Helping Adopted Children Attach

(This is the gist of two different Karyn Purvis seminars I attended this weekend.)

Understanding the attachment cycle is key to understanding why many adopted children struggle with trust. Kids learn trust, worth and self efficacy by having their needs met over and over in the first year of life. A responsive parent says yes to a baby 100,000 times in the first year of life. “Yes, I’ll pick you up. Yes, I’ll smile at you.”  And feed you and make you more comfortable in hundreds of ways each and every day.

Babies cry, and moms respond, leading them from disregulation to regulation, over and over, until years later as they grow and mature they gradually learn to regulate themselves. It is the foundation of mental health as an adult. But it all begins in the first years of life. Kids who are listened to as infants and little children, who get their needs met, learn that they have a voice. Kids who feel like they have a voice don’t need aggressiveness and violence.

Observation in orphanages shows that if a baby is ignored for 30-60 days, he will stop crying to signal his needs. He’s discovered he doesn’t have a voice. Neglected kids don’t feel like they’re worth love and attention. And past infancy that black of core of shame brings aggressiveness. Sometimes that shame causes aggressive towards others, sometimes against the child himself in the form of negative thoughts or actual self harm.

When we bring home a child whose needs were not met early on, we need to treat that child like a newborn in a way, even if he or she is 8 years old. We need to give the child many, many yeses, to build trust and teach the child that he has a voice in this new relationship. Problem is, it’s easy to say yes to an infant, and harder to say yes to an 8 year old who is testing boundaries.

Always be on the lookout for ways to turn no into yes. For example, if the child says, “Can I have a cookie?” and it’s five minutes before dinner, instead of saying no, try saying “Yes, after dinner.” It’s not always possible, but many times it can be done with a little creativity. Give a child a choice between two things, both of which you can be happy with. Whenever you can give a joyful yes, say yes. If not, don’t bother.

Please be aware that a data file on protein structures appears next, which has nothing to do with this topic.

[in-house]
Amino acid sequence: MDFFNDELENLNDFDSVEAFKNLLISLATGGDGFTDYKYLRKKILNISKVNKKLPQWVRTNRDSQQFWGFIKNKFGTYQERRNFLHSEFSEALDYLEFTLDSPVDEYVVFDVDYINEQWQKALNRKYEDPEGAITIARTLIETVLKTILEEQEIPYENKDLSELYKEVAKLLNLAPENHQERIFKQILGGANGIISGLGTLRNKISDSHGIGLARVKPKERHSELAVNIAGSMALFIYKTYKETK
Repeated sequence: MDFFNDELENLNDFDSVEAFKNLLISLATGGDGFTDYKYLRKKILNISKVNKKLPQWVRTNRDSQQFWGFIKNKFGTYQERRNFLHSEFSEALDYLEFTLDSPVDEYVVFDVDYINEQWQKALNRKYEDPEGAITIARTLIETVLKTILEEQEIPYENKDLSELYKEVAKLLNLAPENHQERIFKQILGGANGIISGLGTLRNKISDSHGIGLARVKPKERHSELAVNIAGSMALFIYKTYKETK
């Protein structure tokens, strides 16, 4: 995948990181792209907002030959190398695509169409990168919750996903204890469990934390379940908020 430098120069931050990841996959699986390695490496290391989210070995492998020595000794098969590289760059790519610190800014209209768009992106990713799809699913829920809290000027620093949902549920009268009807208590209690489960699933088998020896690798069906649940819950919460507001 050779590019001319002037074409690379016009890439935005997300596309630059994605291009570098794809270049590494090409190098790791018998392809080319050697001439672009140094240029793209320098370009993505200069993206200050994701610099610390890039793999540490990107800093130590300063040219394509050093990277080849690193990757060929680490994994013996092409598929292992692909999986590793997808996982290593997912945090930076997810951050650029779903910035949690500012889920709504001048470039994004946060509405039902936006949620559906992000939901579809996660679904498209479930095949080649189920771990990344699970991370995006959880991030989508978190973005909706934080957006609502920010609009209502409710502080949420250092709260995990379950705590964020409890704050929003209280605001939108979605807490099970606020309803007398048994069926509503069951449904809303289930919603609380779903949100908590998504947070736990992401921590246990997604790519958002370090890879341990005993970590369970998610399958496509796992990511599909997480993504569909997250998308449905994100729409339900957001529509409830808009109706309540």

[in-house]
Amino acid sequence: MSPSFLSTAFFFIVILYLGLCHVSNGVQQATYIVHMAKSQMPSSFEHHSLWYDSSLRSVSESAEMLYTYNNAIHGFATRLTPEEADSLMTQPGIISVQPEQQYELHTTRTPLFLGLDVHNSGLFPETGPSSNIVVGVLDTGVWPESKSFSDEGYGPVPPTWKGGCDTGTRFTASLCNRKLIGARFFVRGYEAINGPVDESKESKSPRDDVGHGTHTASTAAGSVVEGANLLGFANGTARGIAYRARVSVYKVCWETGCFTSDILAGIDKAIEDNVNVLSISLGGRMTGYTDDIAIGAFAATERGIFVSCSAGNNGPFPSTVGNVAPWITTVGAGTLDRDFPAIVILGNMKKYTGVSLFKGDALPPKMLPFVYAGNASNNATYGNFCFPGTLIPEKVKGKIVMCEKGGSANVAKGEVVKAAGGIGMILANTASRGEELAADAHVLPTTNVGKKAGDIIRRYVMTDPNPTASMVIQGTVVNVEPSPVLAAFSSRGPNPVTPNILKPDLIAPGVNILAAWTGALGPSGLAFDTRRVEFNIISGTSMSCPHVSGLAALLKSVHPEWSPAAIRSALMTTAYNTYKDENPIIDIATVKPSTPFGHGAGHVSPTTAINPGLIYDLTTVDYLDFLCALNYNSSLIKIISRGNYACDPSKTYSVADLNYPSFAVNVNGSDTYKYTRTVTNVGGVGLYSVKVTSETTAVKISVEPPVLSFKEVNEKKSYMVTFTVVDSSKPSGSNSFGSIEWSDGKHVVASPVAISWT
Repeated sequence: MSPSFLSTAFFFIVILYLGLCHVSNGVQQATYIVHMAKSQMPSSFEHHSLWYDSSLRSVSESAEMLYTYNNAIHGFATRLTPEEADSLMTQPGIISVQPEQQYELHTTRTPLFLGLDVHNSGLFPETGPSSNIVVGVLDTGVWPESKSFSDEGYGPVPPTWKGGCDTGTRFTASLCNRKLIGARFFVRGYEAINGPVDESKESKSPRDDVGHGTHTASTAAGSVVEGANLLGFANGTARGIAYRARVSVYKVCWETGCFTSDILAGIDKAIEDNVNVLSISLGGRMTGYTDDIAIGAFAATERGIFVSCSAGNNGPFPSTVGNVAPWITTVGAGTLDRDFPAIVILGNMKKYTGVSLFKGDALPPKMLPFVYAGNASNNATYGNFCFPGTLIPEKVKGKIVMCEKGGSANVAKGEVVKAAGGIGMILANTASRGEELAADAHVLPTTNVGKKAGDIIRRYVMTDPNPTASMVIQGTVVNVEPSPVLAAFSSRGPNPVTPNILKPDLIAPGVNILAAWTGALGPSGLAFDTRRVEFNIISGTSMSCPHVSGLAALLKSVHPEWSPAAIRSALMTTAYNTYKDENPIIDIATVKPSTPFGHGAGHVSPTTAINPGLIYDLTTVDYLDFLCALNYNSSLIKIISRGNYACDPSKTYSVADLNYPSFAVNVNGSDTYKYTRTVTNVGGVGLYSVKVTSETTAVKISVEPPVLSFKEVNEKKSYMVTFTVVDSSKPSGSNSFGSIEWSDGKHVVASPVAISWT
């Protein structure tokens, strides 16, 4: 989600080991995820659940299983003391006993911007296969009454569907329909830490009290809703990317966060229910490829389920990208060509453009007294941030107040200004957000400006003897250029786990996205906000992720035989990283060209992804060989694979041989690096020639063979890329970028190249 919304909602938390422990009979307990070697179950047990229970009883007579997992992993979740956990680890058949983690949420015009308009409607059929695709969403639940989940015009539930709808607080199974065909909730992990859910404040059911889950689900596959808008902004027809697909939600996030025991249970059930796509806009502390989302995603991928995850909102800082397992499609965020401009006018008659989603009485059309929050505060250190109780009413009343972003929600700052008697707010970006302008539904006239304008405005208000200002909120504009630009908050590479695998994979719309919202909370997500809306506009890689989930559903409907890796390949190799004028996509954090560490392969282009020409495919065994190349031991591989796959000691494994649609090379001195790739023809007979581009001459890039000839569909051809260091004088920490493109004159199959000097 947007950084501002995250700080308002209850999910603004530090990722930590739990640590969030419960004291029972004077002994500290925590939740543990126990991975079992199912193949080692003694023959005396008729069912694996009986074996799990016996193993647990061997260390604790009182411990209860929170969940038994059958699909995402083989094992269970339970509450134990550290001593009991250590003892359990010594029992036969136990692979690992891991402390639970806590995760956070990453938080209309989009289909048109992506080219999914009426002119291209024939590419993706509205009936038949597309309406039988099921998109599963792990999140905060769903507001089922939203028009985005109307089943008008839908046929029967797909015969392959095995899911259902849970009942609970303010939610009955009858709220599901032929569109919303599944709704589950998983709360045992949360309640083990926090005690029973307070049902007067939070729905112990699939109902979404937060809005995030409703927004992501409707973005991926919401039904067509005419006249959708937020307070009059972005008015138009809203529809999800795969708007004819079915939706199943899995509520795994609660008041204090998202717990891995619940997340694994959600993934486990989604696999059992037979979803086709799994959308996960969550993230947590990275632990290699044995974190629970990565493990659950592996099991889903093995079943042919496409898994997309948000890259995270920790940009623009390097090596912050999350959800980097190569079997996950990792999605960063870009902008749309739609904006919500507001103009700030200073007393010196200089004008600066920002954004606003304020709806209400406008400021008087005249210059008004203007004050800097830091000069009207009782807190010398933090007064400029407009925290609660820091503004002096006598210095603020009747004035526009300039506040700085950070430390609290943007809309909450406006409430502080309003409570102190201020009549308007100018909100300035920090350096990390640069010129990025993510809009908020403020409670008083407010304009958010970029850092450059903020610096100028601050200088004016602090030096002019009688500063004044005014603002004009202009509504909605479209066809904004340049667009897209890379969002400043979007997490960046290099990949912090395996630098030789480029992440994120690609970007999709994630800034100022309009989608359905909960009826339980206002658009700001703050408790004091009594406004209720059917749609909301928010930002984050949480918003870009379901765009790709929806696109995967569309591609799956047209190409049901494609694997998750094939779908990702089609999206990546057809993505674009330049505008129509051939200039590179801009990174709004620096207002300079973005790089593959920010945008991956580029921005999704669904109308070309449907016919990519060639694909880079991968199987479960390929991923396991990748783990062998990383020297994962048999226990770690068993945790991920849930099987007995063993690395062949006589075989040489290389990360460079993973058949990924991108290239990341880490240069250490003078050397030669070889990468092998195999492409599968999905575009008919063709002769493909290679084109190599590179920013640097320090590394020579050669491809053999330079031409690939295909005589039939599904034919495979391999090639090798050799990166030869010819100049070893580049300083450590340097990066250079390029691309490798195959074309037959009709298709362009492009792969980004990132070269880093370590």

You should aim to say yes 7 times for every no. When a child’s needs are not being met, when he is in distress, it activates the sympathetic nervous system (heart rate up, blood pressure up). The more upset the child is, the less well a kid can listen or cooperate. Kids whose needs are routinely not met get an overactive sympathetic
nervous system. In this case a biological system affects behavior and
makes it hard for a child to make good choices.

When you meet a child’s needs, it activates the parasympathetic nervous system, and that’s where cooperation and learning and healing can occur.  An emotionally healthy child can be successfully parented in a variety of ways. But the more traumatized a child is, the narrower the range of parenting that will work, especially in the first few years of the relationship.

The good news is that all kids can heal. But for a child of any age, the parent is the modem for that healing. Most trauma is relational induced. Healing is going to have to happen relationally. It can take some time—it can take 3 years of steady mentoring for the hippocampus (a part of the brain) to heal. But the hippocampus grows til age 30.  So there’s hope for any kid.